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Step aside alcohol. There’s a new weedy vice in town

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Over the course of the past decade, the public perception of adult recreational cannabis use has shifted dramatically.

Ever since Colorado legalized marijuana for recreational use back in 2012, it’s been no secret that it could create a financial windfall for both cannabis businesses and the state itself.

A decade later, multiple other U.S. states have followed in the footsteps of the Centennial State in allowing their citizens to purchase cannabis in a manner similar to alcohol or liquor.

Although the assumption was that recreational marijuana sales would start off strong, experts couldn’t have predicted its demand would be as high as it has been. Here are a few key indicators that indicate alcohol is no longer ruler of the vice kingdom.

 

People are seeking new alternatives to alcohol

No one has been caught more off guard by the high demand for cannabis products than beer, wine and liquor companies. Sales tax revenue for alcohol has been surpassed by those of recreational marijuana.

According to David Feldman, CEO of Skip Intro Advisors, a strategic consulting firm for up-and-coming cannabis brands, there are numerous reasons why tax revenue for cannabis has surpassed alcohol.

“Some states’ tax rates on marijuana sales are higher than that of alcohol, so this differential may partially reflect that,” Feldman explained. “That said, it is an important milestone to see cannabis tax revenue exceed that of alcohol, as it appears more people are turning to cannabis as an alternative to more addictive products like alcohol and pain products,” he added.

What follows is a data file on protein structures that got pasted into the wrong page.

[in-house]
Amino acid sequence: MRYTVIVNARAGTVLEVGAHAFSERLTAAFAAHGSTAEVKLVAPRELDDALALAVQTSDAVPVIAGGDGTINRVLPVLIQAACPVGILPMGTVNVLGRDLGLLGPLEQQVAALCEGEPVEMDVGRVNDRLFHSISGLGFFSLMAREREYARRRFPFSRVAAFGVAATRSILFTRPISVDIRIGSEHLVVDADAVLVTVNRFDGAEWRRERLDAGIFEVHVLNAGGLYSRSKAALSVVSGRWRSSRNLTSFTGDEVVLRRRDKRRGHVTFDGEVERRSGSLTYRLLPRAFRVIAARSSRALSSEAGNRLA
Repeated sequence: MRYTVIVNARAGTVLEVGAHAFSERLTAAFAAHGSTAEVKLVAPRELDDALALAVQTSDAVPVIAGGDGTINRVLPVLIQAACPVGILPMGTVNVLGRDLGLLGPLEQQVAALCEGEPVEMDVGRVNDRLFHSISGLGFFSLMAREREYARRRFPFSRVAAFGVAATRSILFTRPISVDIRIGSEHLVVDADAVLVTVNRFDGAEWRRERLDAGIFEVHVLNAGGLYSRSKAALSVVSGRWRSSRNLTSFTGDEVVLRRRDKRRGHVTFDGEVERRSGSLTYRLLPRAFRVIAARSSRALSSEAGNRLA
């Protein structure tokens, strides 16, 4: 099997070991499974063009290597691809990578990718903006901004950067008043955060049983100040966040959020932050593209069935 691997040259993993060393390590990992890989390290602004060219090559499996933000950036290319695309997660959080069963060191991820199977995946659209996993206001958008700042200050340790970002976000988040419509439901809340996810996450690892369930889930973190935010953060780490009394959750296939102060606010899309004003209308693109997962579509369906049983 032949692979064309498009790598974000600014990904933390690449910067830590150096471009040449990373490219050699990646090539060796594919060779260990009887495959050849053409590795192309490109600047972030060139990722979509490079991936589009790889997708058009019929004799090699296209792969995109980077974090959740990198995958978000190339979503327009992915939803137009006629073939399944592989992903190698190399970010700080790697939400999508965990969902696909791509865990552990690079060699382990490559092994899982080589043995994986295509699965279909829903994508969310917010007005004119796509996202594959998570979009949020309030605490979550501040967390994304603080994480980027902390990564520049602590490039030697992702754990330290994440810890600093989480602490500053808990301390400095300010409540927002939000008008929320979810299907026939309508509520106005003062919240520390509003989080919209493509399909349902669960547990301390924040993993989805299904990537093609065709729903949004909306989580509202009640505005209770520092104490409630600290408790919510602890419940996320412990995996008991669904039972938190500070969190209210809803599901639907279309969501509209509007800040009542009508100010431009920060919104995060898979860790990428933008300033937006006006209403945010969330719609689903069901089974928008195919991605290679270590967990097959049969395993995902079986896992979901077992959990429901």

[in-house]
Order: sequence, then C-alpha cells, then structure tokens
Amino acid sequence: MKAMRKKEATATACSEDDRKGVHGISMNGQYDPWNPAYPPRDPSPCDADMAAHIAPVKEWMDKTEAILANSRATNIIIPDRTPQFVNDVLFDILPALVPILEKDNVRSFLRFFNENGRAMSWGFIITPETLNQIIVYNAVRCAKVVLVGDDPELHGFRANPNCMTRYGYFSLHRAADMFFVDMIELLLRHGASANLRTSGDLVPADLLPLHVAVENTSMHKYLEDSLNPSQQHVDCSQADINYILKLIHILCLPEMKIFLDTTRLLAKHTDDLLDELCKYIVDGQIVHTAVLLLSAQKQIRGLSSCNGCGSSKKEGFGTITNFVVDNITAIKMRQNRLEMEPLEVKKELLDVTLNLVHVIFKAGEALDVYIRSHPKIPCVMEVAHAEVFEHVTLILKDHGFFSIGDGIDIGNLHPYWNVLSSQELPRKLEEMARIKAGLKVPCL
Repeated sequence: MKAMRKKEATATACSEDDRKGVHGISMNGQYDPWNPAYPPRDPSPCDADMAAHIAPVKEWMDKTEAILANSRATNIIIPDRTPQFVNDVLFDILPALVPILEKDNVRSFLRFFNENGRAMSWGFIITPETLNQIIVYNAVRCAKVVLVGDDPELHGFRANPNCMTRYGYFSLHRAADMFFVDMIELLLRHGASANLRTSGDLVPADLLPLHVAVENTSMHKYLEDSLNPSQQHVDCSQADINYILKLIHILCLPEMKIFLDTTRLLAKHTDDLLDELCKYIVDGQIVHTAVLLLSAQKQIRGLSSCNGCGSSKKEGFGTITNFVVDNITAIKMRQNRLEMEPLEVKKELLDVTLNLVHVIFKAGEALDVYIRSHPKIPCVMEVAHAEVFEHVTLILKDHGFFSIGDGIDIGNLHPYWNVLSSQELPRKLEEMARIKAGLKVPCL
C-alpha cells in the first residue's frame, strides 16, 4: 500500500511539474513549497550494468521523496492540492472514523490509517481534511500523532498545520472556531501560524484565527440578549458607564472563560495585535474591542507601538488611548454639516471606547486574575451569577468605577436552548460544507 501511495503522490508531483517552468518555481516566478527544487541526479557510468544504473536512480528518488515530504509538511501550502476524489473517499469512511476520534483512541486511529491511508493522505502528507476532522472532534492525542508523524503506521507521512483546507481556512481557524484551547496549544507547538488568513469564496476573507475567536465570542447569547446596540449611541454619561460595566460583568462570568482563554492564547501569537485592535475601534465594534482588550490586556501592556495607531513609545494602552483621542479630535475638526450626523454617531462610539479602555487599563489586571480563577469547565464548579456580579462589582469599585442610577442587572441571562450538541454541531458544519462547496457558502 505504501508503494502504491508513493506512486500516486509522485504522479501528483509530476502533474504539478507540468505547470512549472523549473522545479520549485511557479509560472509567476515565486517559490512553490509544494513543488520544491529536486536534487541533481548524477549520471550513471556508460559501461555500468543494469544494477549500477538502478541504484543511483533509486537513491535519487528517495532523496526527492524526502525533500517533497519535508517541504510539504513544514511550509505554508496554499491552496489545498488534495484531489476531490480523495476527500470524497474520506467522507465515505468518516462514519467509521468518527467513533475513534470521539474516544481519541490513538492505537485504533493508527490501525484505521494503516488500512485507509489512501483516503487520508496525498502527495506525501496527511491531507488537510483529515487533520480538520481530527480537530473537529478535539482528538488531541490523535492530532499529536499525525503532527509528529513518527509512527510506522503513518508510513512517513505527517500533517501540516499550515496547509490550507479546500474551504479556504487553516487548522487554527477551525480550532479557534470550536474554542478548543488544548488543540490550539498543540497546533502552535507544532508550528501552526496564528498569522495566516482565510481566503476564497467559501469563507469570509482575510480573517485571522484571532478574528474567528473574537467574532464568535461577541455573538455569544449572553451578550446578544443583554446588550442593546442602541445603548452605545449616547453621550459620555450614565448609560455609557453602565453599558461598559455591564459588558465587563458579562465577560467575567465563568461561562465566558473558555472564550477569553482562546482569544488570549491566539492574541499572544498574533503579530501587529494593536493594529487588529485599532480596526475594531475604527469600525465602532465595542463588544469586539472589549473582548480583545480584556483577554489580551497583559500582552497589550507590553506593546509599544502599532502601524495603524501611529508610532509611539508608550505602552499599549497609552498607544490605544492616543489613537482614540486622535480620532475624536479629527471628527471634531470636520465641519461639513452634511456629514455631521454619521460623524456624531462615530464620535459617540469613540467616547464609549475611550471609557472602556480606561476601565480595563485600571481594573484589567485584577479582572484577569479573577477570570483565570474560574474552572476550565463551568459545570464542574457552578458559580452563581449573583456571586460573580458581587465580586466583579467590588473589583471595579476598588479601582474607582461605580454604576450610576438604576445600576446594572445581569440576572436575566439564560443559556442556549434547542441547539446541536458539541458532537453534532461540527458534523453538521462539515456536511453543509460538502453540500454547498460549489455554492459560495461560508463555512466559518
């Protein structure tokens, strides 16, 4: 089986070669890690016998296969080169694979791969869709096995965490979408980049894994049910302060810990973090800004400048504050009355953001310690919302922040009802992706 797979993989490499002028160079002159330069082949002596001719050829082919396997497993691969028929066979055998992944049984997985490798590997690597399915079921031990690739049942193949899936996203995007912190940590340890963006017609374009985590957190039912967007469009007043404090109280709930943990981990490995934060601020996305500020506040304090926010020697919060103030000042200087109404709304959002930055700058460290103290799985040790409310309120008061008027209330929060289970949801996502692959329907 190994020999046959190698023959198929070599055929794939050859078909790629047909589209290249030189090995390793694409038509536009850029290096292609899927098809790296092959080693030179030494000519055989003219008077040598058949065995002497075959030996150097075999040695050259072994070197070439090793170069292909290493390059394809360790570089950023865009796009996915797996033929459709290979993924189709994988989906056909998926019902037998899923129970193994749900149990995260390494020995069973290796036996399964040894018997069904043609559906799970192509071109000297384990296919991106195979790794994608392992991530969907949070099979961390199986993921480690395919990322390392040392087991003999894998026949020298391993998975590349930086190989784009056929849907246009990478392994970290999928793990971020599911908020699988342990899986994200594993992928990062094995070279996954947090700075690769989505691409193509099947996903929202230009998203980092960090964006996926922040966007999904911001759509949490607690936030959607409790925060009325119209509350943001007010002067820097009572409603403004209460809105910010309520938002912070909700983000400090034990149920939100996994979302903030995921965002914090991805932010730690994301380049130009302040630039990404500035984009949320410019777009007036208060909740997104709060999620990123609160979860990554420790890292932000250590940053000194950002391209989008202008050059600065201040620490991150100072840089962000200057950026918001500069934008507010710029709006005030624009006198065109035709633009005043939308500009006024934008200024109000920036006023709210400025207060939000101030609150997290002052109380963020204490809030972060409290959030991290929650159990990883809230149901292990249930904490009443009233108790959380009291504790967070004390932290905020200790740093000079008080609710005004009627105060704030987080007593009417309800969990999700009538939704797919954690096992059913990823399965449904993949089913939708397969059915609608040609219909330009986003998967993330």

Numbers don’t lie

The idea that people are seeking alternatives to alcohol is demonstrated by the fact that only 60 per cent of U.S. adults reported drinking alcoholic beverages this year, which is down several percentage points from a decade ago when it reached as high as 67 per cent.

Over the course of the past decade, the public perception of adult recreational cannabis use has shifted dramatically. That’s led to cannabis usage heading in the complete opposite direction of alcohol use, which is one of the main reasons it has surpassed alcohol in sales tax revenue. In fact, research shows that roughly 22 million Americans use cannabis each month.

Further demonstrating the U.S.’s continued gravitation towards cannabis as an alternative to alcohol is that more studies predict the rate of Americans who’ve at least tried marijuana will surpass 50 per cent soon.

Both Washington state and California are current examples of how nationwide legalization of cannabis could lead to alcohol playing second fiddle for good.California, for example, collected US$369,028,000 in revenue from alcohol sales, compared to more than $1 billion in tax revenue from cannabis sales. The state of Washington happened to collect more than US$229.4 million in sales tax revenue for cannabis products than it did for alcoholic products during the latest fiscal year. That trend shows no signs of slowing down.

According to data received from the Washington State Liquor and Cannabis Bureau, sales tax revenue from cannabis products nearly tripled those of alcoholic products. While total sales tax revenue from alcohol was around US$18,500,00, sales tax revenue for cannabis products totaled more than US$46,503,315. The question is whether or not these sales tax figures will remain the same after the market for recreational cannabis starts to mature.

Will cannabis’s reign as king last as long as alcohol?

After prohibition ended, alcohol was the substance of choice for several decades. The peak of America’s alcohol consumption occurred during the mid-to-late 1970s when more than 70 per cent of people reported being drinkers. In the near century after the end of alcohol prohibition, those in the U.S. were likely overdue for a new vice to catch their attention and, subsequently, their wallets.

As marijuana prohibition is now in its final phases, a question that’ll boggle the minds of cannabis users for years to come is what will be the substance of choice that threatens the crown that cannabis took from alcohol.

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